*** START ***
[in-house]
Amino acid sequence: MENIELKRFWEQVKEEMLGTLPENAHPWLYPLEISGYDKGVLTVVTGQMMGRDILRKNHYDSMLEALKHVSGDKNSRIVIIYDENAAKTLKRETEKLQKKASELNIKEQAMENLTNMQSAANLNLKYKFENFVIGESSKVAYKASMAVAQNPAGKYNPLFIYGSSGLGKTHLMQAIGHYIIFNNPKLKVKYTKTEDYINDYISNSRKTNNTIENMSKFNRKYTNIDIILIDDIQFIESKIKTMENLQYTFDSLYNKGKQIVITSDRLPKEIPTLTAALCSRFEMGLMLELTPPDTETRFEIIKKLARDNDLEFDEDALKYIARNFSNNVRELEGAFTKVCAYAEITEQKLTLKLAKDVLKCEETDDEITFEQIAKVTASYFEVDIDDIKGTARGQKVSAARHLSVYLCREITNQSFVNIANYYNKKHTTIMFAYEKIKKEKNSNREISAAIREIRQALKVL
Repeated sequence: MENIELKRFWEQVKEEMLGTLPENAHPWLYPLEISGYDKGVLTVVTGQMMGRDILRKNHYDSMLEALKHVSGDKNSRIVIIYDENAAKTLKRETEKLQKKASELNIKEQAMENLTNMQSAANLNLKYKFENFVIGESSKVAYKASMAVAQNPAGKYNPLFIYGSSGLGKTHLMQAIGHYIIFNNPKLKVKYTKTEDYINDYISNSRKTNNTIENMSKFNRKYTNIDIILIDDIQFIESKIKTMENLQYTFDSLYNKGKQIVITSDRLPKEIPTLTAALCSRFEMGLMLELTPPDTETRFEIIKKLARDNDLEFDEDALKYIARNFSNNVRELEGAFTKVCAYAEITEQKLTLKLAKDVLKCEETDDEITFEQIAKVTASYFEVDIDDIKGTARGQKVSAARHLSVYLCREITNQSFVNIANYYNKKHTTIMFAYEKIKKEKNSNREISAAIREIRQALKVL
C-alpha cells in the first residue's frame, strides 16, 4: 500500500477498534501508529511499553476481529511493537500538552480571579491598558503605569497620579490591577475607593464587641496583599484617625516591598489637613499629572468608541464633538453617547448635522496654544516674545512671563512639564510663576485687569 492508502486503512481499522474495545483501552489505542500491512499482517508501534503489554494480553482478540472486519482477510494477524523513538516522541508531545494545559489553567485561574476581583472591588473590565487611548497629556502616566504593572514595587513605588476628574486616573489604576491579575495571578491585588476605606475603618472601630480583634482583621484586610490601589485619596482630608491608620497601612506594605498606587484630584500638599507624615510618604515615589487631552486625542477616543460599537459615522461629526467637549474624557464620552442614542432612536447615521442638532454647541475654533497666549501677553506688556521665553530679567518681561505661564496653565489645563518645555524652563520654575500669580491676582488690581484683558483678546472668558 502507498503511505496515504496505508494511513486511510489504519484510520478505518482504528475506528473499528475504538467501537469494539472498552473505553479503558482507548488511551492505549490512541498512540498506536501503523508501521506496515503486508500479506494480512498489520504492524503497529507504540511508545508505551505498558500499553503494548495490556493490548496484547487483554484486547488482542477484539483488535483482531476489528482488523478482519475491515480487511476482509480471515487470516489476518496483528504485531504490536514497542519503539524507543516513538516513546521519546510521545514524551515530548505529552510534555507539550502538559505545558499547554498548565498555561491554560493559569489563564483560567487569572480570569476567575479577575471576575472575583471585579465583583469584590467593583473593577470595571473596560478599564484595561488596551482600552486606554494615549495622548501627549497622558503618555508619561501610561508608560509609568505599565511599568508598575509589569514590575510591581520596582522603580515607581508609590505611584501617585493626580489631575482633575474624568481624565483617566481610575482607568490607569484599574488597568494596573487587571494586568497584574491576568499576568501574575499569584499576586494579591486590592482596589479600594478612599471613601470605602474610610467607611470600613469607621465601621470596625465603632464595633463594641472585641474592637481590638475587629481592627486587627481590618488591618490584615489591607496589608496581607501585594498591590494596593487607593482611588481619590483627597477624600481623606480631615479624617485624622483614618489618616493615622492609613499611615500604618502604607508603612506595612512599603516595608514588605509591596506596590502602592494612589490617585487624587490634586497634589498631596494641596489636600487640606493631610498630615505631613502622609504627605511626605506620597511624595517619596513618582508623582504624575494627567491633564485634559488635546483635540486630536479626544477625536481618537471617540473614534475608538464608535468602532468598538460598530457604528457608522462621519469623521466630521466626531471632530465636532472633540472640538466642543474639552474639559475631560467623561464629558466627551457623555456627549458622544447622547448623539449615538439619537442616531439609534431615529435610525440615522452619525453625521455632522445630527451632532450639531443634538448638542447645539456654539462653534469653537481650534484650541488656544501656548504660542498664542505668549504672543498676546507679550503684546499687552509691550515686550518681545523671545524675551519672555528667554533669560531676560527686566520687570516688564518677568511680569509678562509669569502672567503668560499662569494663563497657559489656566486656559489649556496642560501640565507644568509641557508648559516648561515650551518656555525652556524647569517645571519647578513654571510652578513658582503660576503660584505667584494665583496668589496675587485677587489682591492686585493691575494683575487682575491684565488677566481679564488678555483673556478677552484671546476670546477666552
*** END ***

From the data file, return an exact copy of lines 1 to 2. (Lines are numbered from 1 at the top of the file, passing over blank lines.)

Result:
[in-house]
Amino acid sequence: MENIELKRFWEQVKEEMLGTLPENAHPWLYPLEISGYDKGVLTVVTGQMMGRDILRKNHYDSMLEALKHVSGDKNSRIVIIYDENAAKTLKRETEKLQKKASELNIKEQAMENLTNMQSAANLNLKYKFENFVIGESSKVAYKASMAVAQNPAGKYNPLFIYGSSGLGKTHLMQAIGHYIIFNNPKLKVKYTKTEDYINDYISNSRKTNNTIENMSKFNRKYTNIDIILIDDIQFIESKIKTMENLQYTFDSLYNKGKQIVITSDRLPKEIPTLTAALCSRFEMGLMLELTPPDTETRFEIIKKLARDNDLEFDEDALKYIARNFSNNVRELEGAFTKVCAYAEITEQKLTLKLAKDVLKCEETDDEITFEQIAKVTASYFEVDIDDIKGTARGQKVSAARHLSVYLCREITNQSFVNIANYYNKKHTTIMFAYEKIKKEKNSNREISAAIREIRQALKVL